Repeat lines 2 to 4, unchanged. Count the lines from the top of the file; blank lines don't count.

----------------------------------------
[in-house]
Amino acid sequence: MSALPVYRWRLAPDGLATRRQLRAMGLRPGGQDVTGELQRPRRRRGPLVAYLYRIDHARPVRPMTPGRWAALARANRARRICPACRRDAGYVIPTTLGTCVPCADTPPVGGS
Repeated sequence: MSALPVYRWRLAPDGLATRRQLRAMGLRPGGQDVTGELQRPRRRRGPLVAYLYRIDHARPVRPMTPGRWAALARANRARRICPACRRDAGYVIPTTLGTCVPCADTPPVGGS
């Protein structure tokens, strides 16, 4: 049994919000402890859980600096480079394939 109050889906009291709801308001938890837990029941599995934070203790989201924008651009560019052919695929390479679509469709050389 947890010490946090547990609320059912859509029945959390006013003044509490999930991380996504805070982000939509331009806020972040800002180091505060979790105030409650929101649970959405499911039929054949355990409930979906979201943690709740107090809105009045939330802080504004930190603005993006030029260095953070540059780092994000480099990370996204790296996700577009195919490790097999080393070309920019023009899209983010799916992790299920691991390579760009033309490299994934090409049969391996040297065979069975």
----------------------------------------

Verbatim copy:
Amino acid sequence: MSALPVYRWRLAPDGLATRRQLRAMGLRPGGQDVTGELQRPRRRRGPLVAYLYRIDHARPVRPMTPGRWAALARANRARRICPACRRDAGYVIPTTLGTCVPCADTPPVGGS
Repeated sequence: MSALPVYRWRLAPDGLATRRQLRAMGLRPGGQDVTGELQRPRRRRGPLVAYLYRIDHARPVRPMTPGRWAALARANRARRICPACRRDAGYVIPTTLGTCVPCADTPPVGGS
């Protein structure tokens, strides 16, 4: 049994919000402890859980600096480079394939 109050889906009291709801308001938890837990029941599995934070203790989201924008651009560019052919695929390479679509469709050389 947890010490946090547990609320059912859509029945959390006013003044509490999930991380996504805070982000939509331009806020972040800002180091505060979790105030409650929101649970959405499911039929054949355990409930979906979201943690709740107090809105009045939330802080504004930190603005993006030029260095953070540059780092994000480099990370996204790296996700577009195919490790097999080393070309920019023009899209983010799916992790299920691991390579760009033309490299994934090409049969391996040297065979069975």